Area has been ignored but in 10 years’ time that might change
When you have a spare moment or three take a look at the map of London’s underground system.
Notice anything odd about it? Maybe I need to lead the witness a little.
Provided you can ignore the Docklands Light Railway (DLR) extension to Lewisham, there’s a rather large gap in the bottom right hand corner. It’s called south-east London – my old manor. I was born in Camberwell and raised just off the Old Kent Road.
As far as London Underground is concerned, it seems SE London hardly exists. The map makers used to put the colour-coded key to the different lines bottom right so the gap was not so obvious (in fact, they often still do).
As a lad growing up I wondered what my area had done wrong to be overlooked in this way. Were we sowf-east Londoners too unruly? Would we destroy the stations? Could we not be trusted to find our way back to street level again?
I was told that the earth in the area was not suitable for tunnelling. I can’t testify to the veracity (or otherwise) of the statement. In the interest of accuracy, I should point out that the Underground system does nudge into parts of south-east London. London Bridge, Borough and The Elephant (& Castle) are on the Northern Line; the Metropolitan Line has Surrey Quays and two stations in the New Cross area; the Jubilee line takes in Waterloo, Southwark, London Bridge, Bermondsey, Canada Water, North Greenwich and Woolwich Arsenal.
But all of these destinations are fairly close to the Thames. It’s as if there’s a no-go area the further you progress into south-east London. Maybe the type of earth was a barrier.
Don’t be diverted by the DLR line running from Canary Wharf to Lewisham. It’s very welcome, but it’s not part of the Underground system.
So, is anything being done to correct this burrowing oversight? The answer is “yes”, or, more accurately, “we hope so”. Transport for London (TfL) has announced that the Bakerloo line will be extended from the Elephant through to Lewisham with two stops on the Old Kent Road (where were they when I needed them?) and another at New Cross Gate.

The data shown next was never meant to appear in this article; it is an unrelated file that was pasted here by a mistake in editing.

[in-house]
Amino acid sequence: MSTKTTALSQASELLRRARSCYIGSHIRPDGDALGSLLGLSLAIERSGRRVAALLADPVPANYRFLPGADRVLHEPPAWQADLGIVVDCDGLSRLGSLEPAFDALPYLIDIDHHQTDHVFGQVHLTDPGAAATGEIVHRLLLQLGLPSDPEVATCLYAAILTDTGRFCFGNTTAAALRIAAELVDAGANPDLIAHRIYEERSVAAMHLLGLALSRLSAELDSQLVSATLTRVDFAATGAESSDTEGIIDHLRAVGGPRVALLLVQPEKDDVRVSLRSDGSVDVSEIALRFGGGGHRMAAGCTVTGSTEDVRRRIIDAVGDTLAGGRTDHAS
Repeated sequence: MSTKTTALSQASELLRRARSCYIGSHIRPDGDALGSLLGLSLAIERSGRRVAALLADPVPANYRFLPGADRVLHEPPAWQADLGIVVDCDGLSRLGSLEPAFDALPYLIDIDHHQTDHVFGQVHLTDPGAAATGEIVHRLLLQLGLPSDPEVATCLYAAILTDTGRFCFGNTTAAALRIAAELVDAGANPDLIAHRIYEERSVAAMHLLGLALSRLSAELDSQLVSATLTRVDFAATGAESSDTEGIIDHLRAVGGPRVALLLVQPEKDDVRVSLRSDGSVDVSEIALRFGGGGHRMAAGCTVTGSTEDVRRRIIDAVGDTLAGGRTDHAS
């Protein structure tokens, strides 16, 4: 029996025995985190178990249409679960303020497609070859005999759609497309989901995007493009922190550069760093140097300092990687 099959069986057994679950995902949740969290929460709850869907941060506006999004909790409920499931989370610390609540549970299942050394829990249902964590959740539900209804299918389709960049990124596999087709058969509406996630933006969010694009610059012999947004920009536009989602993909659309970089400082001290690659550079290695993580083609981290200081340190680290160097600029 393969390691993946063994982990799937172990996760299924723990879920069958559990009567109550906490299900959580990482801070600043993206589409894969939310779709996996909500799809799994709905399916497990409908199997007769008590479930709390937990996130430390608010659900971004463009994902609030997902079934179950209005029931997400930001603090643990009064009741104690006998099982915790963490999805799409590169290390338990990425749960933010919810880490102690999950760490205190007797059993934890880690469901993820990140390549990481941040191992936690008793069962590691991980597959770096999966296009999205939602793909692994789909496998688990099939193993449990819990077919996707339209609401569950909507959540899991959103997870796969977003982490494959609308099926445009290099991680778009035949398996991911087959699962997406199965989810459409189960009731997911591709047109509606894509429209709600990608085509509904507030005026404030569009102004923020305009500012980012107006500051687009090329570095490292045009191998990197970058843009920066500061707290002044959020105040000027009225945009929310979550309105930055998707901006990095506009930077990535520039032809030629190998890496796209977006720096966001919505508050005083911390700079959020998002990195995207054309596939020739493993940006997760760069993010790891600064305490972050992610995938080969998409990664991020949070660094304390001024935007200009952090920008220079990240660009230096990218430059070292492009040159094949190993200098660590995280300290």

My feeling – with total disregard for the finances involved – is that this is not enough. And, it seems, TfL might feel the same. It has expressed thoughts of extending the line further, perhaps to Hayes in the London Borough of Bromley.
Among the many interested parties supporting the line extension to Lewisham is the Millwall football club. The club’s New Den ground is already served by New Cross and New Cross Gate stations. But these stations are on Metropolitan Line branch lines which makes for fiddly, multi-change journeys. It would be much better, especially for visiting fans, if supporters could travel direct from Charing Cross or Waterloo to New Cross Gate. TfL says that the Elephant to Lewisham section “could be completed by 2029”, still a decade distant. It’s the use of the word “could” that concerns me.
The plan has been a long time in the pipeline and mayor Sadiq Kahn has conceded that there remains a gap between the £3.1bn proposed cost and what TfL can afford. Given how such major infrastructure projects have fared in the past, you can probably lob another half-a-billion onto that final figure which may take it further away from actually happening.
Khan hopes work will start in 2023 and TfL says the extension will lead to 25,00 new homes and create 5,000 jobs.
Of course, given that the mayor is up for re-election in May 2020 (if he decides to stand again) it may be that a mayor of an entirely different political persuasion will get most of the credit if the Bakerloo really is extended.
New stations? You can’t knock ’em in the Old Kent Road.
Dave Buckley is a career journalist. “I once went painting girders for a week and discovered I didn’t like heights,” he says. “Apart from that it has always been journalism for me in one form or another.” Past publications worked for include the South-East London Mercury*, Kent Messenger, Daily Express, Today*, News of the World* and Hong Kong Star*. All those marked with an asterisk no longer exist (trend emerging?). He owned and edited a Thailand-based property magazine before returning to England and currently works as a production editor for an East Midlands-based publishing group.